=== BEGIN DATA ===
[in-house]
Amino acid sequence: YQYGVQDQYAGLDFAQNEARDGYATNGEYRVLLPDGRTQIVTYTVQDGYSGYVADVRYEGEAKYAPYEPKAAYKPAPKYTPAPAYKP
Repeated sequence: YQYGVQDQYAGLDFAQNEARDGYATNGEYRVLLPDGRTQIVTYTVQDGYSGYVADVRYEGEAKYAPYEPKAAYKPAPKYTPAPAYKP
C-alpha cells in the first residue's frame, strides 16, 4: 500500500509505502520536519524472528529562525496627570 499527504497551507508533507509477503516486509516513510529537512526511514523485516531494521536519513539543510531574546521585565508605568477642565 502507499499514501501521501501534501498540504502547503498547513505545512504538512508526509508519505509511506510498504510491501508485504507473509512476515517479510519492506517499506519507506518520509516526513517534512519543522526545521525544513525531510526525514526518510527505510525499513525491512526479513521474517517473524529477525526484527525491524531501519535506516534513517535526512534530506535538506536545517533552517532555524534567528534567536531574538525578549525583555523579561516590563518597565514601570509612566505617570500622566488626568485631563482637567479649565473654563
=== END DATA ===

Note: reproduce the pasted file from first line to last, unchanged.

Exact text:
[in-house]
Amino acid sequence: YQYGVQDQYAGLDFAQNEARDGYATNGEYRVLLPDGRTQIVTYTVQDGYSGYVADVRYEGEAKYAPYEPKAAYKPAPKYTPAPAYKP
Repeated sequence: YQYGVQDQYAGLDFAQNEARDGYATNGEYRVLLPDGRTQIVTYTVQDGYSGYVADVRYEGEAKYAPYEPKAAYKPAPKYTPAPAYKP
C-alpha cells in the first residue's frame, strides 16, 4: 500500500509505502520536519524472528529562525496627570 499527504497551507508533507509477503516486509516513510529537512526511514523485516531494521536519513539543510531574546521585565508605568477642565 502507499499514501501521501501534501498540504502547503498547513505545512504538512508526509508519505509511506510498504510491501508485504507473509512476515517479510519492506517499506519507506518520509516526513517534512519543522526545521525544513525531510526525514526518510527505510525499513525491512526479513521474517517473524529477525526484527525491524531501519535506516534513517535526512534530506535538506536545517533552517532555524534567528534567536531574538525578549525583555523579561516590563518597565514601570509612566505617570500622566488626568485631563482637567479649565473654563